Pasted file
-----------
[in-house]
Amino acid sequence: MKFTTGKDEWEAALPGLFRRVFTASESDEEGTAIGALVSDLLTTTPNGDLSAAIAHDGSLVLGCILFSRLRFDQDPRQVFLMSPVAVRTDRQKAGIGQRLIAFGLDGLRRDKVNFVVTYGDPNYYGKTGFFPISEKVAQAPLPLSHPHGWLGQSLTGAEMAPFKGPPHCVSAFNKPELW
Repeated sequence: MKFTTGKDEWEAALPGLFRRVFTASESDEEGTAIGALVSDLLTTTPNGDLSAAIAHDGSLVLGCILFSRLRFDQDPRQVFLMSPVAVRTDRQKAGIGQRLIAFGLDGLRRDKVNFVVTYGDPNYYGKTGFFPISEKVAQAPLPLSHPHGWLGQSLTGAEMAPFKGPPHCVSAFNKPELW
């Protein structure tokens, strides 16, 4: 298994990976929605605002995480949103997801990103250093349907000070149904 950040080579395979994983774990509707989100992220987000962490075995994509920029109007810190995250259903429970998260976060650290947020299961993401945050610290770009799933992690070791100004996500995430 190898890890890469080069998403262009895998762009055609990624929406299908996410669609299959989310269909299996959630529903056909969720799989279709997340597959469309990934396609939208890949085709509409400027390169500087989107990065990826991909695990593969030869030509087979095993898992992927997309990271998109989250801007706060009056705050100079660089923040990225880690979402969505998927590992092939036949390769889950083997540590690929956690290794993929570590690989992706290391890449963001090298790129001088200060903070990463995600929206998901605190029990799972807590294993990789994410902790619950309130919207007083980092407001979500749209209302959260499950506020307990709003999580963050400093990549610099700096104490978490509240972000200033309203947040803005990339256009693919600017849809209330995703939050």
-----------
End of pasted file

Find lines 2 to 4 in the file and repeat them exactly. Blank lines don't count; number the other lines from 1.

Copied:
Amino acid sequence: MKFTTGKDEWEAALPGLFRRVFTASESDEEGTAIGALVSDLLTTTPNGDLSAAIAHDGSLVLGCILFSRLRFDQDPRQVFLMSPVAVRTDRQKAGIGQRLIAFGLDGLRRDKVNFVVTYGDPNYYGKTGFFPISEKVAQAPLPLSHPHGWLGQSLTGAEMAPFKGPPHCVSAFNKPELW
Repeated sequence: MKFTTGKDEWEAALPGLFRRVFTASESDEEGTAIGALVSDLLTTTPNGDLSAAIAHDGSLVLGCILFSRLRFDQDPRQVFLMSPVAVRTDRQKAGIGQRLIAFGLDGLRRDKVNFVVTYGDPNYYGKTGFFPISEKVAQAPLPLSHPHGWLGQSLTGAEMAPFKGPPHCVSAFNKPELW
């Protein structure tokens, strides 16, 4: 298994990976929605605002995480949103997801990103250093349907000070149904 950040080579395979994983774990509707989100992220987000962490075995994509920029109007810190995250259903429970998260976060650290947020299961993401945050610290770009799933992690070791100004996500995430 190898890890890469080069998403262009895998762009055609990624929406299908996410669609299959989310269909299996959630529903056909969720799989279709997340597959469309990934396609939208890949085709509409400027390169500087989107990065990826991909695990593969030869030509087979095993898992992927997309990271998109989250801007706060009056705050100079660089923040990225880690979402969505998927590992092939036949390769889950083997540590690929956690290794993929570590690989992706290391890449963001090298790129001088200060903070990463995600929206998901605190029990799972807590294993990789994410902790619950309130919207007083980092407001979500749209209302959260499950506020307990709003999580963050400093990549610099700096104490978490509240972000200033309203947040803005990339256009693919600017849809209330995703939050």